The Zimbabwean economy is a soap opera that has many twists and turns. The latest addition to this action-packed story is PRESS STATEMENT 29052023, which comes a mere 4 weeks after the last set of measures to manage the monetary mayhem. After taking to social media to fight the US dollar dominance on the streets, the Finance Minister returned to his ivory tower to try a top-down approach.

To put it mildly, things haven’t gone to plan for the Finance Minister. The Zimbabwean dollar has drastically depreciated on official and parallel markets since the last set of measures was released. Meanwhile, the preferred Blended CPI inflation, which weighs most of the CPI basket in US dollars, also gave a huge thumbs down to the measures as it has returned to highs synonymous with the Zimbabwean dollar CPI basket.


We cannot say for sure if more measures were needed, but more measures are what we got. Here are the highlights of the latest round of measures.

Treasury to buy surrendered foreign currency

This is an interesting measure. The Treasury (Ministry of Finance) will now effectively buy the foreign currency surrendered compulsorily by exporters. This brings clarity to the previously announced switch. Theoretically, this will reduce money supply growth by taking the Reserve Bank of Zimbabwe out of quasi-fiscal activities.

Banks taken out of the foreign currency equation

It will take some time to see what this means, but banks have been removed from the surrender foreign currency equation. They will no longer hold any surrendered amounts. What impact this will have on the Willing Buyer Willing Seller Rate (remember that?) is unclear, but it would seem the banking system is being left out.

1% tax on foreign payments

We can all admire Finance Minister Professor Mthuli Ncube for always following the activity. Levying an additional 1% tax on foreign payments follows firmly in this manner. 1% is not large enough to be a deterrent but it looks more like wanting a piece of the action.

Gold traceability

The Minister proposed a gold traceability system in line with international standards. This is most likely due to the dark clouds that the Gold Mafia documentary cast over Zimbabwean gold. In fairness to the minister, this is international best practice.

Fuel excise duty is now paid in foreign currency

In a move that may end Zimbabwean dollar fuel, the minister proposed that excise duty on fuel be paid in foreign currency. This doesn’t outlaw Zimbabwean dollar fuel sales but strains the profitability of those selling in Zimbabwean dollars.

Foreign currency IMTT now 1%

Mthuli Ncube’s signature Intermediated Money Transfer Tax (IMTT) is featured again. This time with a reduction to 1% on foreign currency transactions. This is to encourage the flow of foreign currency already in the banking system.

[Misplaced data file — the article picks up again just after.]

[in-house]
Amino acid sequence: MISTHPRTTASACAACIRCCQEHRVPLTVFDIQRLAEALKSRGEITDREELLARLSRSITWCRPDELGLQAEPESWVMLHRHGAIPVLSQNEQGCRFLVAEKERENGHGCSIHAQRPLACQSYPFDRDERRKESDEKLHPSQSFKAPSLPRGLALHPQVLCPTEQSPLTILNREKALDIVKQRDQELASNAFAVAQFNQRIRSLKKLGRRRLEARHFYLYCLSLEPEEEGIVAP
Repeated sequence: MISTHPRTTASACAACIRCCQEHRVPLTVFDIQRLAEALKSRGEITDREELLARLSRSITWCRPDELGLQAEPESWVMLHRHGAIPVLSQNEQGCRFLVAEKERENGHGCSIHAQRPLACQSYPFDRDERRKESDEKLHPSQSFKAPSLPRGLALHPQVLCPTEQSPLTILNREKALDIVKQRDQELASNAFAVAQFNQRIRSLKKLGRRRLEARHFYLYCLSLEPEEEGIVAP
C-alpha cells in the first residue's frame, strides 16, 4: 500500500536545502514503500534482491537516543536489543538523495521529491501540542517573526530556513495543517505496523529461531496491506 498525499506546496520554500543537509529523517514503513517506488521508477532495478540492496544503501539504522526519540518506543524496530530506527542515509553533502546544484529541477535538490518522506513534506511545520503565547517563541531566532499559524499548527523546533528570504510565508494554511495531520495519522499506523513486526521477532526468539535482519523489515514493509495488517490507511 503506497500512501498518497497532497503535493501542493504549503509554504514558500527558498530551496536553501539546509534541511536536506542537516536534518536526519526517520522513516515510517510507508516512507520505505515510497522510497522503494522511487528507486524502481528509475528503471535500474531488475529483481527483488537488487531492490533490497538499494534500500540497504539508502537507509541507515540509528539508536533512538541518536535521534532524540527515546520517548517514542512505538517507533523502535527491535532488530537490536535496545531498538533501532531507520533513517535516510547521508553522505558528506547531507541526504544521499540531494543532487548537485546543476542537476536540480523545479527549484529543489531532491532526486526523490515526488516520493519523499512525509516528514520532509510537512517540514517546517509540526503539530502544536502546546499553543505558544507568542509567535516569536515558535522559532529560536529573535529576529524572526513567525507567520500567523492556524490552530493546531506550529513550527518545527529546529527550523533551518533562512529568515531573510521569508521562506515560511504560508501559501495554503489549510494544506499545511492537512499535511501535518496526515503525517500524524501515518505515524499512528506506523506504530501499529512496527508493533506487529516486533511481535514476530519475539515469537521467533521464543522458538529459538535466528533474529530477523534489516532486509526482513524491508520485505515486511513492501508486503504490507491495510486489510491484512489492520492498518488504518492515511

Govt agencies will use ZWL

In what will almost certainly be a huge arbitrage opportunity, government departments will collect all fees in Zimbabwean dollars. It is not clear yet how far-reaching this will be. The goal is to create a greater demand for the Zimbabwean dollar, giving it some value on the market. However, the disparity with the dominant parallel market will create an arbitrage opportunity. This measure will go as far as customs duty and ZESA payments by non-exporters.

90 days use it or lose it

Businesses will have 90 days to use retained foreign currency before liquidating it into Zimbabwean dollars. We have discussed this move many times before.

Auction capped at US$5 million

The minister proposed capping the weekly foreign currency auction at US$5 million in an interesting move. This is interesting. In its short history, the auction system has had trouble paying allotted foreign currency on time. This may be due to offering more than is presently available. However, the last auction allotted around US$14 million (from bids worth around US$60 million). A closed system would create a greater demand for the available USD and push the rate further up. The rationale for the US$5 million is not given, but this may spell dark days ahead for the auction.

Auction to pay within 24 hours

In good news, the auction will now pay within 24 hours. This is welcome news to participants who have had to wait as long as 6 weeks to receive their foreign currency. However, when coupled with the fact that it will be limited to US$5 million, there may be storm clouds brewing.

VAT on basics for export

Traditionally VAT does not apply to export products. VAT also does not apply to basic goods. However, the Finance Minister will levy VAT on basic goods manufactured for export. Again this move looks more like wanting a piece of the action.

Treasury assuming foreign currency debts

The main event in this statement is the assumption of foreign debt by the treasury. To understand why this is a big deal, we must look at how things are currently done. The Reserve Bank handling government debt is problematic because it allows the bank to print money to finance debt, causing money supply growth. As we have discussed, money supply growth is the cause behind the Zimbabwean dollar decline.

Separating the functions of creating money supply and handling government obligations is (in theory) an answer to the existing problem. We will have to see how it works in practice.

A mixed bag of measures that follows less than a month after another mixed bag of measures. While the Minister has shown more openness regarding the problems being addressed, this is likely nowhere near enough to arrest the twin economic problems of inflation and currency depreciation.